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Mozambique says soldiers killed over 120 jihadists in April


In this file photo, a Mozambican soldier is seen bringing down a structure torched by attackers to be rebuilt as a shelter for people fleeing militant attacks, in Naunde, northern Mozambique. PHOTO: AFP

Mozambican soldiers have killed scores of jihadists in the restive northern province of Cabo Delgado since the start of April and now have the situation there “under control,” a minister has said.

Interior Minister Amad Miquidade on Tuesday night chronicled four incidents in which he said 129 “terrorists” had been killed.

Thirty-nine died on April 7 when they tried to attack a village, he said.


On April 10, soldiers killed 59 insurgents on Quirimba island, the minister added.

A day later, 30 insurgents were killed when they attempted to attack Ibo Island, he said.

Islamist fighters have terrorised remote communities in the Muslim-majority northern region since 2017, killing more than 900 people, according to the Armed Conflict Location & Event Data Project (ACLED).

In the past two months they have stepped up attacks, carrying out brazen raids on two towns  as part of a declared campaign to establish an Islamist caliphate.

But the minister, who was speaking openly for the first time about the attacks in the north, said the situation was now “under control”.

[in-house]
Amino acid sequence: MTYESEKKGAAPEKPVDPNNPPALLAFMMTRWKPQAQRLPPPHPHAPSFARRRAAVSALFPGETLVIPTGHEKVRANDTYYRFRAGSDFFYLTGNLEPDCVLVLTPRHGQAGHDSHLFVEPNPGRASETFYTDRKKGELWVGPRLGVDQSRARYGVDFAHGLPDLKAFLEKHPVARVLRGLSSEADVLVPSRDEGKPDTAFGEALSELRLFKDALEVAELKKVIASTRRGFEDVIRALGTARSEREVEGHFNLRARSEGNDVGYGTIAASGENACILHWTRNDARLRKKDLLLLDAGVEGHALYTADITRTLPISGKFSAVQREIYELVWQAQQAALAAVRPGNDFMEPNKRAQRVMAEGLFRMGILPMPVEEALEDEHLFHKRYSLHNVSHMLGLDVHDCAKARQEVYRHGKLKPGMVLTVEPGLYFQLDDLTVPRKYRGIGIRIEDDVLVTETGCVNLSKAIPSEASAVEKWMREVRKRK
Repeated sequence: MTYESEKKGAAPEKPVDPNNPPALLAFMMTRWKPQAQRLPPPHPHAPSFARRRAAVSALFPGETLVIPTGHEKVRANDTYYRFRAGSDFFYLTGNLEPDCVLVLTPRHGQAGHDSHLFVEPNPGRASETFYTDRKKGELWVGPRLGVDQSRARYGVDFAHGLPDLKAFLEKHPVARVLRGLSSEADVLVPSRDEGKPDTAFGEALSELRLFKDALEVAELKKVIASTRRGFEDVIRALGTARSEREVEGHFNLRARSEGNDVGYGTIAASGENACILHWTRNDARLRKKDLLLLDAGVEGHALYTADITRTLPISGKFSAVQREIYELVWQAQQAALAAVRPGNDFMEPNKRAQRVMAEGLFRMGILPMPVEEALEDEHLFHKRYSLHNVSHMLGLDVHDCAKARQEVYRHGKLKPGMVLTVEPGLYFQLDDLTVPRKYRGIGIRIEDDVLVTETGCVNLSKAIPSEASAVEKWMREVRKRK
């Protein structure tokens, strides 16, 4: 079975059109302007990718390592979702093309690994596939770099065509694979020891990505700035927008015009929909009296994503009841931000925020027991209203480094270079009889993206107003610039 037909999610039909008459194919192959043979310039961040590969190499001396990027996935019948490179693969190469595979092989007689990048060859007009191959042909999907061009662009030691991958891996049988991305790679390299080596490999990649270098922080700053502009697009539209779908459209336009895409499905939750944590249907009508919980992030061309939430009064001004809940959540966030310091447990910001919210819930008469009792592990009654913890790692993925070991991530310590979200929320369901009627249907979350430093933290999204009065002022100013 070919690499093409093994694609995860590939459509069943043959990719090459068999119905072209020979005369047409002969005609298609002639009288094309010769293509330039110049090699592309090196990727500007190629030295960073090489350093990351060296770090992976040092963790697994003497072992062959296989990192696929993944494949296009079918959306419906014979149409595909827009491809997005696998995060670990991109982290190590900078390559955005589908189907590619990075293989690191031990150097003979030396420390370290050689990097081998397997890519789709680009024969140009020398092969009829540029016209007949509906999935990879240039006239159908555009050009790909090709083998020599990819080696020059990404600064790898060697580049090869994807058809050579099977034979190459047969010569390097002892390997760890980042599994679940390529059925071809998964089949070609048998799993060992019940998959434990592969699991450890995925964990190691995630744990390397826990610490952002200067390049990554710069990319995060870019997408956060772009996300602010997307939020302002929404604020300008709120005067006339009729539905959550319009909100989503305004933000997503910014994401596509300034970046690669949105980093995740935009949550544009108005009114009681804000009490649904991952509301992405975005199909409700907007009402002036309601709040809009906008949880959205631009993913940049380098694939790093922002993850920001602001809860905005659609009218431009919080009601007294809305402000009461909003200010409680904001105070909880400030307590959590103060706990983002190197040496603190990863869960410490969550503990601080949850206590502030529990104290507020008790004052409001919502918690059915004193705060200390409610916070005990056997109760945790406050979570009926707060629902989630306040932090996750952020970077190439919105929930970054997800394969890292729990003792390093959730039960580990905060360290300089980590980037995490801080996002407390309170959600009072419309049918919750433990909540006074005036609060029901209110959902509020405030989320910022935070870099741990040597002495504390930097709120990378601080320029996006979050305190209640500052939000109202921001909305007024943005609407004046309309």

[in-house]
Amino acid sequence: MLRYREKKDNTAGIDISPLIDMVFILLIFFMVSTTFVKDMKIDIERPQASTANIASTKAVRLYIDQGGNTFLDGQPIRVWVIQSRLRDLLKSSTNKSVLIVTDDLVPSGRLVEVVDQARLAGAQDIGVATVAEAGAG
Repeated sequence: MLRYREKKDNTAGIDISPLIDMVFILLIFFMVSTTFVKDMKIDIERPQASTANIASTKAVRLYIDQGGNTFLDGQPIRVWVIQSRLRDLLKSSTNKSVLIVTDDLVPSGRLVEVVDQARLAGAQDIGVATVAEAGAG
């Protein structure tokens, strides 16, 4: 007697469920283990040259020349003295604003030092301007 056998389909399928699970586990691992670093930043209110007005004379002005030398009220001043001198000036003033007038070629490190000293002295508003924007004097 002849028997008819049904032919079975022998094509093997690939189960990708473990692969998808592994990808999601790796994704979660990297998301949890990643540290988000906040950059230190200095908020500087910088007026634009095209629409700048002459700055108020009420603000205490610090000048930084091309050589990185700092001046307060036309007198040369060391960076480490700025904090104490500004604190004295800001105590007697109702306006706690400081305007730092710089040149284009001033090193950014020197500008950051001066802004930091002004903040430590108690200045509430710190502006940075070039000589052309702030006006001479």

“What this means is that we have identified where the enemy is located, where their bases are, their training camps and their movements.

“Meanwhile, the defence and security forces are strategically preparing for yet another offensive,” he said.

The minister said investigators were probing the massacre of 52 young civilians in Xitaxi village on April 7.

The jihadists beheaded or shot the villagers after they refused to join their ranks, a police spokesman said on April 21.

Miquidade also dismissed accusations by Renamo, Mozambique’s biggest opposition group, that government troops had killed 14 civilians in recent incidents in Cabo Delgado this month .

“The security forces will not tolerate these acts of subversion, which seek to divert attention from their mission to defend the country,” he said.

The unrest has forced some 200,000 people to flee their homes and stoked concern among energy giants operating in the gas-rich region.

Last week, a government security advisory council admitted for the first time the presence of so-called Islamic State militants in the country.


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